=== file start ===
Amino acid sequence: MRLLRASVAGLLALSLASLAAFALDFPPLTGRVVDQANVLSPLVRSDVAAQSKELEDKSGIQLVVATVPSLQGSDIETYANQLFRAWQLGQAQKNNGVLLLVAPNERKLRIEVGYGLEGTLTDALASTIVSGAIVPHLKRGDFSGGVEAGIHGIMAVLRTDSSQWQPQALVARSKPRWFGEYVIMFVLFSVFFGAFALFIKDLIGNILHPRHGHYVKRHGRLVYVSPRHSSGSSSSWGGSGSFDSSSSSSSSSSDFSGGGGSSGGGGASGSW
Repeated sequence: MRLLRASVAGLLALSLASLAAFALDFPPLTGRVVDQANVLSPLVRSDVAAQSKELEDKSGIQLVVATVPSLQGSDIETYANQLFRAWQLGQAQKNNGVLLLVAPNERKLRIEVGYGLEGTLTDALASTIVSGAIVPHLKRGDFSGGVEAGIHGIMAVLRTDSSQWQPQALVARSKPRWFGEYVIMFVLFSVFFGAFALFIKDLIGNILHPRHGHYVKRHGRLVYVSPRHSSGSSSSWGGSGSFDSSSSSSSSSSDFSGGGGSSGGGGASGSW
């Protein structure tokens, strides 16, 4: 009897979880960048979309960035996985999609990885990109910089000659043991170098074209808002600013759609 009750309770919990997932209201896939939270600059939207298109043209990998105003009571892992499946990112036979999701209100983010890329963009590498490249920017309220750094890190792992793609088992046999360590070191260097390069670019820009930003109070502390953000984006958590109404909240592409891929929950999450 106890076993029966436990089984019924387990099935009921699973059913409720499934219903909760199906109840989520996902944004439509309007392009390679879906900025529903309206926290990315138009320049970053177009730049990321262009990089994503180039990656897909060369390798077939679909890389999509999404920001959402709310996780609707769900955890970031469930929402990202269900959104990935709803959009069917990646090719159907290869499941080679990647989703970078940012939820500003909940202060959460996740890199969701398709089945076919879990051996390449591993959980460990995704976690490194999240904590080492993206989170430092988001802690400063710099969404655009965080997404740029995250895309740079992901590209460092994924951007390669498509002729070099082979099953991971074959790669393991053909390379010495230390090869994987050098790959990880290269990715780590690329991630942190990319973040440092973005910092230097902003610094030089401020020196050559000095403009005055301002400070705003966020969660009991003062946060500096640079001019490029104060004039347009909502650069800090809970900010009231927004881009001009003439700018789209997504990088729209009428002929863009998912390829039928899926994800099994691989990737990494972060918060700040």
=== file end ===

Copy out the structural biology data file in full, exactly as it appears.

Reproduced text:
Amino acid sequence: MRLLRASVAGLLALSLASLAAFALDFPPLTGRVVDQANVLSPLVRSDVAAQSKELEDKSGIQLVVATVPSLQGSDIETYANQLFRAWQLGQAQKNNGVLLLVAPNERKLRIEVGYGLEGTLTDALASTIVSGAIVPHLKRGDFSGGVEAGIHGIMAVLRTDSSQWQPQALVARSKPRWFGEYVIMFVLFSVFFGAFALFIKDLIGNILHPRHGHYVKRHGRLVYVSPRHSSGSSSSWGGSGSFDSSSSSSSSSSDFSGGGGSSGGGGASGSW
Repeated sequence: MRLLRASVAGLLALSLASLAAFALDFPPLTGRVVDQANVLSPLVRSDVAAQSKELEDKSGIQLVVATVPSLQGSDIETYANQLFRAWQLGQAQKNNGVLLLVAPNERKLRIEVGYGLEGTLTDALASTIVSGAIVPHLKRGDFSGGVEAGIHGIMAVLRTDSSQWQPQALVARSKPRWFGEYVIMFVLFSVFFGAFALFIKDLIGNILHPRHGHYVKRHGRLVYVSPRHSSGSSSSWGGSGSFDSSSSSSSSSSDFSGGGGSSGGGGASGSW
């Protein structure tokens, strides 16, 4: 009897979880960048979309960035996985999609990885990109910089000659043991170098074209808002600013759609 009750309770919990997932209201896939939270600059939207298109043209990998105003009571892992499946990112036979999701209100983010890329963009590498490249920017309220750094890190792992793609088992046999360590070191260097390069670019820009930003109070502390953000984006958590109404909240592409891929929950999450 106890076993029966436990089984019924387990099935009921699973059913409720499934219903909760199906109840989520996902944004439509309007392009390679879906900025529903309206926290990315138009320049970053177009730049990321262009990089994503180039990656897909060369390798077939679909890389999509999404920001959402709310996780609707769900955890970031469930929402990202269900959104990935709803959009069917990646090719159907290869499941080679990647989703970078940012939820500003909940202060959460996740890199969701398709089945076919879990051996390449591993959980460990995704976690490194999240904590080492993206989170430092988001802690400063710099969404655009965080997404740029995250895309740079992901590209460092994924951007390669498509002729070099082979099953991971074959790669393991053909390379010495230390090869994987050098790959990880290269990715780590690329991630942190990319973040440092973005910092230097902003610094030089401020020196050559000095403009005055301002400070705003966020969660009991003062946060500096640079001019490029104060004039347009909502650069800090809970900010009231927004881009001009003439700018789209997504990088729209009428002929863009998912390829039928899926994800099994691989990737990494972060918060700040």